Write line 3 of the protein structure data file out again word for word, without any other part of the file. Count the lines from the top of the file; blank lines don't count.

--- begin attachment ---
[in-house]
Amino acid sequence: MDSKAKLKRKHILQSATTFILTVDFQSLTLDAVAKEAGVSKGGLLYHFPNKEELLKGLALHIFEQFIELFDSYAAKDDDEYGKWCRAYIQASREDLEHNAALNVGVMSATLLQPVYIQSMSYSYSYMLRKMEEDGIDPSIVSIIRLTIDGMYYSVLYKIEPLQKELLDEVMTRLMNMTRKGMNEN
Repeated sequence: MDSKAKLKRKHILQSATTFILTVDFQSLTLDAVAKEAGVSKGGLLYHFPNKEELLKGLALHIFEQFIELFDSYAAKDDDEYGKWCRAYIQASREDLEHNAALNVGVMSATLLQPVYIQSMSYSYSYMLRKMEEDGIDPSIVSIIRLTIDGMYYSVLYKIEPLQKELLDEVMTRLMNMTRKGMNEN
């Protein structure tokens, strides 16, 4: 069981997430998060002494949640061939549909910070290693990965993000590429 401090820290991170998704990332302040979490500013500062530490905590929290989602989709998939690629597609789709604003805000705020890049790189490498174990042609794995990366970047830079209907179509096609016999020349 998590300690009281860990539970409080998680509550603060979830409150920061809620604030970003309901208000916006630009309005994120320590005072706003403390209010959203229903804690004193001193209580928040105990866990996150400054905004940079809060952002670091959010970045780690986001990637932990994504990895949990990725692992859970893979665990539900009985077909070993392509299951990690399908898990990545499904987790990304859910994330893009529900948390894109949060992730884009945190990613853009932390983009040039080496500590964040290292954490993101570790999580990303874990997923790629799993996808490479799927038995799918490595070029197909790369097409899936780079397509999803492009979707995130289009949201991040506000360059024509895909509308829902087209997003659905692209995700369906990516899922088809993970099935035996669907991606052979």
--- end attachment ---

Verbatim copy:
Repeated sequence: MDSKAKLKRKHILQSATTFILTVDFQSLTLDAVAKEAGVSKGGLLYHFPNKEELLKGLALHIFEQFIELFDSYAAKDDDEYGKWCRAYIQASREDLEHNAALNVGVMSATLLQPVYIQSMSYSYSYMLRKMEEDGIDPSIVSIIRLTIDGMYYSVLYKIEPLQKELLDEVMTRLMNMTRKGMNEN